5 Cash flow management best practices for business owners
By Alison Nailor, Sageworks
As a business owner, you understand it’s important to be aware of your company’s cash flow and manage it well. In the rush of day to day business management, however, this can be difficult. According to a recent Crowe Horwath survey of manufacturing companies and distributors, 54 percent do not have a strategy for managing their working capital. The following are five best practices to help you manage your business’s cash flow well.
1. Monitor your cash flow carefully.
It is important to keep a close eye on cash flow. You can monitor your cash flow by knowing various metrics, including bank balances, sales, receivables, inventories, payables and credit terms. This will help you to make stronger and more accurate projections of future cash flow, and will keep you informed on your company’s current cash flow situation.
2. Be thorough and accurate in your forecasts.
The cash flow forecasts you create use company information to make useful predictions to help combat uncertainties in the business environment. Patterns and trends in the company’s previous periods are useful for forecasting upcoming cash flows. Is there a seasonal pattern to sales, inventory purchases or collection of receivables? These can all greatly affect cash flow projections. When forecasting, consider the current business environment in addition to the trends demonstrated previously in your company’s cash flow. Use these factors and information in your projections of monthly cash inflows and outflows to help improve growth.
3. Review your cash flow management system often.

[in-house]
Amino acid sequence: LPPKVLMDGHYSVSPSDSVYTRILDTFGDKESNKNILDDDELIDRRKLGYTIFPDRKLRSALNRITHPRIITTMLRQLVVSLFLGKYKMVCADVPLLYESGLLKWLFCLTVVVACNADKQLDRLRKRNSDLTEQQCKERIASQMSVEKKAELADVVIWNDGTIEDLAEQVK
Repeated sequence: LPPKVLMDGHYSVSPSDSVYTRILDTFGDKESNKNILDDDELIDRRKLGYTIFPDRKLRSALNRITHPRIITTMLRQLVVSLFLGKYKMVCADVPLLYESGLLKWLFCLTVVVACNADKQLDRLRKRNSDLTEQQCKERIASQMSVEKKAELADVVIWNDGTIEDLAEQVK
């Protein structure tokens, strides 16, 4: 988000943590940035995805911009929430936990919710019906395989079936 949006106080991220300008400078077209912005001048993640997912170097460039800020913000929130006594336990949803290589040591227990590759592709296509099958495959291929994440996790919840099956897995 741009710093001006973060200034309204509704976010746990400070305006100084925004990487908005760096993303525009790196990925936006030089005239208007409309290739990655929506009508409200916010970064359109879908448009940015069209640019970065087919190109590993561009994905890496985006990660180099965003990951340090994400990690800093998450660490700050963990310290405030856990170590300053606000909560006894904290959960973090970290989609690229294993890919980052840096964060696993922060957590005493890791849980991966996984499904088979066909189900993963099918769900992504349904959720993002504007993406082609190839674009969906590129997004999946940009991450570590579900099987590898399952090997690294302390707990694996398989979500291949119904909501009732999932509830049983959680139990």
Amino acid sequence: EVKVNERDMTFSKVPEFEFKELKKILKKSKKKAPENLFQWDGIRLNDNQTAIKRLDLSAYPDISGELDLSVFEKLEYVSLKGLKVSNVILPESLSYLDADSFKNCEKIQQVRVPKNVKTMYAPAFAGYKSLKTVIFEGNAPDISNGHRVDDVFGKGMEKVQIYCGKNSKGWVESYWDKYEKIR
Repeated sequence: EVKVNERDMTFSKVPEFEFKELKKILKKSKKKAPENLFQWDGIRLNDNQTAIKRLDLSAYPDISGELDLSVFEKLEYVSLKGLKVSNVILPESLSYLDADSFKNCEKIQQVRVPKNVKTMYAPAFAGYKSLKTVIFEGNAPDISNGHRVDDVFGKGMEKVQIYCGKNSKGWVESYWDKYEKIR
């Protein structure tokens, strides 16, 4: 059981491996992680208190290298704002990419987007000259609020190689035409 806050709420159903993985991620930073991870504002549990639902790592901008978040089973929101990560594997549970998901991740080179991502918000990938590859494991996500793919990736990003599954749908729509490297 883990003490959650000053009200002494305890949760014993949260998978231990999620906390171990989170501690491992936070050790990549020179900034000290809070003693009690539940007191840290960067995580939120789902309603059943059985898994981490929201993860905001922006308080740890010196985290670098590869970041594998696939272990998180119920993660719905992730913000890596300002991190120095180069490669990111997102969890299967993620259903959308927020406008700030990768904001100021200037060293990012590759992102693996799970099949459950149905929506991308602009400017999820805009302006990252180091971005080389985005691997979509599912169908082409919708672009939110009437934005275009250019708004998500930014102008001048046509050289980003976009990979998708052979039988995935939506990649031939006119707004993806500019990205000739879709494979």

Checking your work is the best way to catch mistakes. Similarly, frequently reviewing your processes for cash flow management (monitoring, analyzing, and optimizing cash inflows with respect to cash outflows) helps identify problems early. The faster you are able to identify issues in your system, the quicker they can be remedied. Reviewing cash management practices also shows which of your processes need improvement, allowing you to constantly update and maintain a high-functioning system. If your company’s systems are reviewed frequently, the data will be more accurate and reliable. Reviews should focus on cash-related processes, and consider risk factors.
Learn more here about uncovering the key business drivers that will improve cash flow
4. Invoice quickly.
One process that deserves special attention is invoicing. The faster you invoice your clients, the faster you get paid for your work. It’s as simple as that. Make sure a due date and any consequence for missing payment by the due date (e.g., late fee) is prominently displayed and spelled out so that customers clearly understand your expectations. Following up with a call after sending the invoice can also serve as a helpful reminder to your clients. This leads to the fifth and final best practice.
5. Collect receivables.
Make sure clients are paying in a timely manner. You’re already invoicing your clients as soon as the work is completed, but it’s important to track which clients are responding promptly to those invoices and which are not. If late payments are an issue for your company, consider offering small incentives for quick payment of large accounts or enforcing penalties for late payment. Money tied up in collections is money you don’t have available to operate and grow.
Monitoring cash flow through various metrics, making accurate and detailed forecasts, frequently reviewing your system for managing cash, invoicing quickly and staying on top of receivables are five simple ways to improve cash flow management. Implementing these best practices will provide a deeper understanding of your company’s financial well-being, and can lead to increased cash flow and company growth.
Practice Aid: Avoid Cash Flow Catastrophes
CashSage is a cash flow analysis solution provided by Sageworks to help business owners and their advisors uncover key business drivers and generate recommendations that will improve cash. Learn more at cashsage.sageworks.com/.
Alison Nailor is on the data and research team at Sageworks, a financial information company that provides financial analysis and cash flow applications to business owners and their accountants.
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